KEITH ELLIOTT, the SJA’s training adviser, on what is really needed to enter the profession
Wish I had a pound for everyone who comes to see me saying: “I’d like a job in sports journalism.”
Sadly, their qualifications rarely match their ambitions.
For many, it comes as a surprise that watching Match of the Day and being a member of Plymouth Argyle Supporters’ Club are not enough to have The Times offering huge sums for their undoubted talents.
I don’t know what careers officers are telling today’s kids, but it’s a pile of the stuff left behind in the stables after Cheltenham Festival.
Yes, you can get a job on Sky Sports, FourFourTwo or The Sun sports desk – if your dad’s the editor.
Otherwise? No chance. They don’t take beginners.
In fact, your chances of getting a first job on any kind of sports desk, especially at the moment, are about as good as the chances of Britain winning the Davis Cup. Actually, that’s a bit harsh. Your sportswriter dream is merely highly improbable.
But before you take your parents’ advice and start on the long, dreary road to becoming an accountant, let me throw in a smidgeon of hope. Those who are keen, hungry and determined enough will become journalists.
Here’s the key thing, though. You are very unlikely to start as a sports journalist (unless you’re an ex-cricketer or footballer, but we won’t enter that debate for now). What you need to do is to become a journalist first.
Sport – like business, the arts, travel, crime, health or politics – is a sub-section of journalism.
The fact that you’ve visited 23 countries won’t get a travel hack’s job, just as a past life with the RSC won’t win you the arts beat, and knowing the Christian names of the Liverpool team won’t shoehorn you into the press box at Anfield.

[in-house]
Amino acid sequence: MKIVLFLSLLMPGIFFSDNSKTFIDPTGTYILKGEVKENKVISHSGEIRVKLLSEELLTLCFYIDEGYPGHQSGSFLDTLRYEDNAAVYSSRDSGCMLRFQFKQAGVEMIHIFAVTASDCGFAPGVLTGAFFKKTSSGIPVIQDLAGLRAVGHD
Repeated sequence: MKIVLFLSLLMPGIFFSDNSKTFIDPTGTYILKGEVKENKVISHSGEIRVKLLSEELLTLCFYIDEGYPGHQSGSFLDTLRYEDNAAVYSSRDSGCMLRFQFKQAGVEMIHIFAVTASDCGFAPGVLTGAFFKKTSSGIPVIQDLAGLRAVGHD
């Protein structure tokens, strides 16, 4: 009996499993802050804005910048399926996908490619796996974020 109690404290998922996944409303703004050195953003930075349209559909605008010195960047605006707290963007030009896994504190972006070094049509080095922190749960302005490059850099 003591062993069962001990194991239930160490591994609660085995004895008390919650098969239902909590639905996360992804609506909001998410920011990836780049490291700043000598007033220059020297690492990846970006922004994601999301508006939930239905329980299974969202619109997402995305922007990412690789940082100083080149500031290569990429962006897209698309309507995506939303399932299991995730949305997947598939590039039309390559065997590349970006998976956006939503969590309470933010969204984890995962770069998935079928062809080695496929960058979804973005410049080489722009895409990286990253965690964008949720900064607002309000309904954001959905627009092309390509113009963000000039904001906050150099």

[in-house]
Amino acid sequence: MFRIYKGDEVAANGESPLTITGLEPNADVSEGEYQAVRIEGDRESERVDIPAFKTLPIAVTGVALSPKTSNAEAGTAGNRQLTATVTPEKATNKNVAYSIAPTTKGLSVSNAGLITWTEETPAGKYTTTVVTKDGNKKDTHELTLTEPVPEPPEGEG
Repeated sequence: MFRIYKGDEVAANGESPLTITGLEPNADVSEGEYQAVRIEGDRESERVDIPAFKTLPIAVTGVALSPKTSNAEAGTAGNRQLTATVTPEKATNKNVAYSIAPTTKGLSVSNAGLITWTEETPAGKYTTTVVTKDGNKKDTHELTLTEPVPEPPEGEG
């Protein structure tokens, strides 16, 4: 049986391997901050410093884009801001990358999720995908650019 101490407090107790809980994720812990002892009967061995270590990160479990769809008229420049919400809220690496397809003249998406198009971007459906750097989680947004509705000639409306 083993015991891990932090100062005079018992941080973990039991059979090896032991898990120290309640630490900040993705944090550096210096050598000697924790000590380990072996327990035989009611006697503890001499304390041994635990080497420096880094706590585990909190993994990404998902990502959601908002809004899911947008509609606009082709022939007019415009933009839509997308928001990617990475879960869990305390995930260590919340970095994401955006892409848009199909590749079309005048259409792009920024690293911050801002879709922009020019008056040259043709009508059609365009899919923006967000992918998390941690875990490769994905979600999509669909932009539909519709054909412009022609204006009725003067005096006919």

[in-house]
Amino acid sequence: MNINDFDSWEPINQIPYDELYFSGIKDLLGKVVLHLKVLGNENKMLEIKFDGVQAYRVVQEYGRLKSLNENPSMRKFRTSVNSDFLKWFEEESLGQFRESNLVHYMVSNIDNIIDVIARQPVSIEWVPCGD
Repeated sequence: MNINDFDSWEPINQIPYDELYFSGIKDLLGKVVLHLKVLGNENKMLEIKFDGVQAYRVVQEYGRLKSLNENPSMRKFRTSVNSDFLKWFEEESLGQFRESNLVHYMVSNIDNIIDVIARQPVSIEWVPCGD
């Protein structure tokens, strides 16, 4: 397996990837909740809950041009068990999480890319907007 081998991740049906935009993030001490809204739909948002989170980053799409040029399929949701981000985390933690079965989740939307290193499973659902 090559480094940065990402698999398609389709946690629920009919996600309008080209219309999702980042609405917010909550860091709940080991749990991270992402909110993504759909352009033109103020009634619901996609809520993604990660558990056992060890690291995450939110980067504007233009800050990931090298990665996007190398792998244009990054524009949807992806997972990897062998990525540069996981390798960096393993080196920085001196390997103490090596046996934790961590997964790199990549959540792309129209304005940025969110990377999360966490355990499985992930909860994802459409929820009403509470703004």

Subject knowledge is important. But would you know what to do if a fire broke out in the ground and dozens of people were trapped? Could you file a running story?
If you had been covering the Munich Olympics when members of the Israeli team were taken hostage, would you have had the wit to dress as an athlete (as the late John Rodda did) and get into the Athletes’ Village?
That’s why you need to learn the core journalistic skills.
Imagine a giant house, with a huge party going on. Inside the house are lots of rooms with Art, Sport, Political, Foreign, Theatre and so on written on the doors.
You knock on the door. A bouncer the size of a redwood answers. “You can’t come in unless you’re a journalist,” he growls.
You wanna join the sports writers? Was that the pop of Dom Perignon from their room? Then you’ve got to get through the main door.
OK, you say. I’ll be a journalist first, then head for the sports desk. Where do I sign?
It’s not quite that simple.
The days of knocking on an editor’s door and getting a job because he (it was always a “he” in those days) liked your nerve are long gone.
Editors want people who are immediately useful, rather than enthusiastic amateurs. The latter are a liability: they work too slowly, miss out key facts, can’t spell or punctuate and make too many mistakes.
I remember saying to an old news editor: “We’ve got two new reporters starting tomorrow, haven’t we?”
“No,” he said. “They’re graduates.”
So don’t even bother applying unless you’re coming to me with the core skills. But how do you acquire them? By working on a newspaper, magazine or website, dummy.
The phrase Catch 22 is probably springing to your mind. And you’re right. You can’t get a job without experience, and you can’t get experience without a job.
There are, I’m told, more people on journalism and media studies courses than jobs in the industry. So in the next episode, I’ll take a look at what to look for and what to avoid in a journalism course – and what you need to do to win a place anyway.
For the SJA’s extensive, free advice resource, from what GCSE and degree courses to choose, through to on-the-job training and what courses are available, as well as more from Keith Elliott, click here
- Keith Elliott is chairman of PMA Media Training, a specialist journalism training company. He has worked on several national papers, and edited magazines on subjects as varied as computing, general practice and taxidermy. He writes two weekly news columns for an evening paper and he penned a weekly column for the Independent newspapers for more 20 years